Long Step out Umbilicals for Oil and Gas Subsea Pump or Compressor Application - Starting of Permanent Magnet Machine
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- Institutt for elkraftteknikk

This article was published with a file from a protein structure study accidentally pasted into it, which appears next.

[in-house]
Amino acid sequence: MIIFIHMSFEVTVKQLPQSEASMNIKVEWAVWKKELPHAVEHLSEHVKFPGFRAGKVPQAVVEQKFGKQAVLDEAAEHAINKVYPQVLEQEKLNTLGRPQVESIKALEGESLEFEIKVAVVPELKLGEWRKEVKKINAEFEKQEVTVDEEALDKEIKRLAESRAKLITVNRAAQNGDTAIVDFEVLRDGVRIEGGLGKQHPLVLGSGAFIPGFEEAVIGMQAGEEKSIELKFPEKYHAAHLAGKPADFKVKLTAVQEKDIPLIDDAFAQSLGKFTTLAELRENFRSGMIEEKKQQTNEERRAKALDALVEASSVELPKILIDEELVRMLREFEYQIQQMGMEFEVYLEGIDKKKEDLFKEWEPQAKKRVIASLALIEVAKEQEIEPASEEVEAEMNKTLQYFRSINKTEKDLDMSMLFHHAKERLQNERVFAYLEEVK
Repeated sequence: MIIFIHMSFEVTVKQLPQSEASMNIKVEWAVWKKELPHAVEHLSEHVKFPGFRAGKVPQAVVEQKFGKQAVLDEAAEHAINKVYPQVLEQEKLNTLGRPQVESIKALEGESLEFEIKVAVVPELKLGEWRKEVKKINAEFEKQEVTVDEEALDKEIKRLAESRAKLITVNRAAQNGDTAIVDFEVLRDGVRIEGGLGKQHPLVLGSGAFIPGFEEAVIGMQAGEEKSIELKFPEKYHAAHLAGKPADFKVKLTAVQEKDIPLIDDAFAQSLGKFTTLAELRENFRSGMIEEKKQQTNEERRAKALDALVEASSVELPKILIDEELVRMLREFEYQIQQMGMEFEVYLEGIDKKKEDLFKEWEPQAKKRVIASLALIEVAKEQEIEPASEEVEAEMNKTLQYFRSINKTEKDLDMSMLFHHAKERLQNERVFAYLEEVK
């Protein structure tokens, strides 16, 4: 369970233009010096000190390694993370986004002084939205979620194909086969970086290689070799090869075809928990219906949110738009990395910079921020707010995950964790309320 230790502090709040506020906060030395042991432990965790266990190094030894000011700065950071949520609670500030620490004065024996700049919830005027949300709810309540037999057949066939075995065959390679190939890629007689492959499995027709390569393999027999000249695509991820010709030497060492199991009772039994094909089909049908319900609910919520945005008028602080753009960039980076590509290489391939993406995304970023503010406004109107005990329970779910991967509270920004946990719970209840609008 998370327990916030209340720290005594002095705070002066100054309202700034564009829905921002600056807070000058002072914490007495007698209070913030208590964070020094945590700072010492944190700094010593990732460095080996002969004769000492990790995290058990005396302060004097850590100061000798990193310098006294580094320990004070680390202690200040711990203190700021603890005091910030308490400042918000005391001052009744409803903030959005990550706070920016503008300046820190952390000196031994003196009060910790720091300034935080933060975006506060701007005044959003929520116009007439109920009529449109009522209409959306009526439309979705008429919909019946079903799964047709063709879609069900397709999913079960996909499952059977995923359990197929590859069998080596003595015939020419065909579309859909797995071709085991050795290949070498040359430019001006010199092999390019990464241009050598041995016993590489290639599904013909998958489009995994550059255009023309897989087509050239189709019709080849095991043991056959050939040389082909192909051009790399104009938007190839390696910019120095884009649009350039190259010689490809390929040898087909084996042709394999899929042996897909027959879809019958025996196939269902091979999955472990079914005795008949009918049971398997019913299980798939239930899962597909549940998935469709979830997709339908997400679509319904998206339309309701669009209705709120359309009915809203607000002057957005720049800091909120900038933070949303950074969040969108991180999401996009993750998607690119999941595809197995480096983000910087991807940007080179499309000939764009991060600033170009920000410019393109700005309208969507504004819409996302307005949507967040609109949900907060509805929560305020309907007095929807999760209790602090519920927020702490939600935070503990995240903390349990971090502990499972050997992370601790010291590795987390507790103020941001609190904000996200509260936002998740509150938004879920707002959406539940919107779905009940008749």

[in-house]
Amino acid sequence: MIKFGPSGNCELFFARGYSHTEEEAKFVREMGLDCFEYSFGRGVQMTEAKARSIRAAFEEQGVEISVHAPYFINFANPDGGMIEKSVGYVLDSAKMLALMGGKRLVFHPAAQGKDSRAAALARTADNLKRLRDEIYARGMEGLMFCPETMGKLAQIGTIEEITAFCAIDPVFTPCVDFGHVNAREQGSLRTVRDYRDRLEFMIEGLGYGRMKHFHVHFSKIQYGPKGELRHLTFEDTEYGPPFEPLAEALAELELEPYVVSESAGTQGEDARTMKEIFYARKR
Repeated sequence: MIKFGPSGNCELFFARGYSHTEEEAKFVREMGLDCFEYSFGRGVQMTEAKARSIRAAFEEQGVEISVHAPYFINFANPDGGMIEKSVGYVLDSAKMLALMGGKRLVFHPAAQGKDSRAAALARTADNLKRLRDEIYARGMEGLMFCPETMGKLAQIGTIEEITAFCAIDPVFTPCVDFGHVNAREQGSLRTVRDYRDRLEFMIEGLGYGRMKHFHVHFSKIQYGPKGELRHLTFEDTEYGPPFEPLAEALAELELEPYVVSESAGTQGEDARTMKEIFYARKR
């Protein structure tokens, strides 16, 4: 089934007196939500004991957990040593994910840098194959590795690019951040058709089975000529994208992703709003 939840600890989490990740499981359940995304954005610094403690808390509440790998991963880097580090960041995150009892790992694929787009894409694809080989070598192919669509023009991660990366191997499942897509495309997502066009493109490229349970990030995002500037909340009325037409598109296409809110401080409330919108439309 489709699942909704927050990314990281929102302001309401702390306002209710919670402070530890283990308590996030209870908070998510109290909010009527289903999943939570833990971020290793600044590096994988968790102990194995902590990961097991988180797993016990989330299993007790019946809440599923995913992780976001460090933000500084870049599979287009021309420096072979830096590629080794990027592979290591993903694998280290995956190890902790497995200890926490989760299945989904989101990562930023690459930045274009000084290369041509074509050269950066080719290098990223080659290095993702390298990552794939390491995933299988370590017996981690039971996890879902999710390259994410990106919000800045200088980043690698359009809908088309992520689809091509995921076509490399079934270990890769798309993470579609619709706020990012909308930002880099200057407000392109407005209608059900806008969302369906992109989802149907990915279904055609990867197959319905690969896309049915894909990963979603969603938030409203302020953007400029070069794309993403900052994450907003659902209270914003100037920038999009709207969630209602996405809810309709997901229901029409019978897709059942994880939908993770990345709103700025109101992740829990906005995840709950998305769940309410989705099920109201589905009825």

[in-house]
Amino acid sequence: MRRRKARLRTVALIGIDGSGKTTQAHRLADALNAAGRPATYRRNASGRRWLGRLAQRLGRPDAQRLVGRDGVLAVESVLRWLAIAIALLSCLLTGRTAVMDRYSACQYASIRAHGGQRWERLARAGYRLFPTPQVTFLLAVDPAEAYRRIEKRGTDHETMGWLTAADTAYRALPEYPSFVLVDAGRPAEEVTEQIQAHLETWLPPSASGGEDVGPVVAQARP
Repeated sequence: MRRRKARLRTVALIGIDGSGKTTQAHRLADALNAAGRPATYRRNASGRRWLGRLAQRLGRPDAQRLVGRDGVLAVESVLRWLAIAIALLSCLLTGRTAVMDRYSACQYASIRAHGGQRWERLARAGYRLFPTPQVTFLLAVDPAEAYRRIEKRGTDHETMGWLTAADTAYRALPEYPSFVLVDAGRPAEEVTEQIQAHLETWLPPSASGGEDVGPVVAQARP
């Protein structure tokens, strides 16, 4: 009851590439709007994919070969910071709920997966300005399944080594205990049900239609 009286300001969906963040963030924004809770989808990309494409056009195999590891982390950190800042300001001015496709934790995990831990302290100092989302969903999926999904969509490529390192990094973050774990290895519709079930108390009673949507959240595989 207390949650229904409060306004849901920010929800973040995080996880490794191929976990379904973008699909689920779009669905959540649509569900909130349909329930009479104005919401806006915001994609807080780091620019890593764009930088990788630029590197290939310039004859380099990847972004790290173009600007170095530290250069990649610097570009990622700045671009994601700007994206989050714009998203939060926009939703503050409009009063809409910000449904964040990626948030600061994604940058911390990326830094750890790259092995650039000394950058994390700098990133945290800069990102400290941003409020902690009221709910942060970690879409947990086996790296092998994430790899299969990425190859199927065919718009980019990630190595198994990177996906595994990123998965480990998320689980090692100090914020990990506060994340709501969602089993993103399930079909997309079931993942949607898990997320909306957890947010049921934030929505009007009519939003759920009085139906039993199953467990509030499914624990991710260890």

Topside Variable Speed Drive (VSD) feeding a subsea load via a long cable is not a new technological challenge and many features in systems feeding asynchronous machines are well known. For a synchronous machine the situation is different as a net positive machine torque is not guaranteed. Therefor an analysis of the start sequence of such machine is of interest. In this work starting of a Permanent Magnet Synchronous Machine (PMSM) powered by a VSD via a long subsea cable have been studied. Long transfer distance gives need for increased cable voltage, and thus transformers are introduced. A dynamic simulation model has been developed in SIMULINK? SimPowerSystems? consisting of voltage source, saturable transformers, cable, machine and mechanical load. To synchronize the machine the electrical frequency is lowered as suggested in literature with the result that the system impedances change compared to steady state and resistance become the dominant parameter. Source voltage amplitude must also be reduced accordingly to avoid iron core saturation. The consequence is that the large cable voltage drop result in insufficient start up torque produced by the machine when a stiction torque around 30 % is present. The mentioned dynamic simulation model has been used to compare system modifications proposed in literature to an unmodified base case with a cable length of 50 km. This have been done to investigate how stiction torque affects the start sequence and to draw conclusions about which method gives the most benefits for this type of machine. The main cases tested are increased voltage/frequency ratio, reduced cable resistance and machine damping. If the electromagnetic torque produced overcomes stiction torque the rotor is set into motion. Because of the rotor and load inertia and the high opposing friction torque rotor oscillations around zero speed is not avoided for any of the cases when stiction torque is applied. Oscillation motion is assumed to heat up the bearing oil such that the static torque is reduced and eventually synchronous operation is achieved after several seconds. It is shown in this work that what separates the cases where sufficient torque is produced is the time the machine uses to reach synchronism. All modifications shows improvement compared to the base case. Damping and voltage boost are the modifications with the most promising results for a broad range of stiction torques. This is expected as damping gives a net positive torque as in an induction machine, and that voltage boost directly increases the machine current. Higher voltage boost is better, but may easily lead to transformer saturation so this method must be used with great care. A rotor design with very high damping may result in a machine with lower air gap magnetic flux and conversely lower electromagnetic torque. The tradeoff between the modifications must be considered for each specific system. Oscillations are found to be present to the same degree independent of initial power angle. This means that as long as no dynamic control strategy is applied one does not have to take into account the initial angle of the rotor relative to the stator field. The assumption about reduction in static friction in the mechanical load should be tested in laboratory or existing installations. No cost- or sizing considerations are included in this work. In relation to offshore installations space requirements may often be an issue, but this has to be considered in each specific case. Resonance conditions must be treated with great care in such system and could be subject for further studies. Off special interest are multilevel inverters producing a very low harmonic output. A great challenge is to achieve general results and models that may be part of a tool box for system development in the future. The model developed here may be a part of such tools.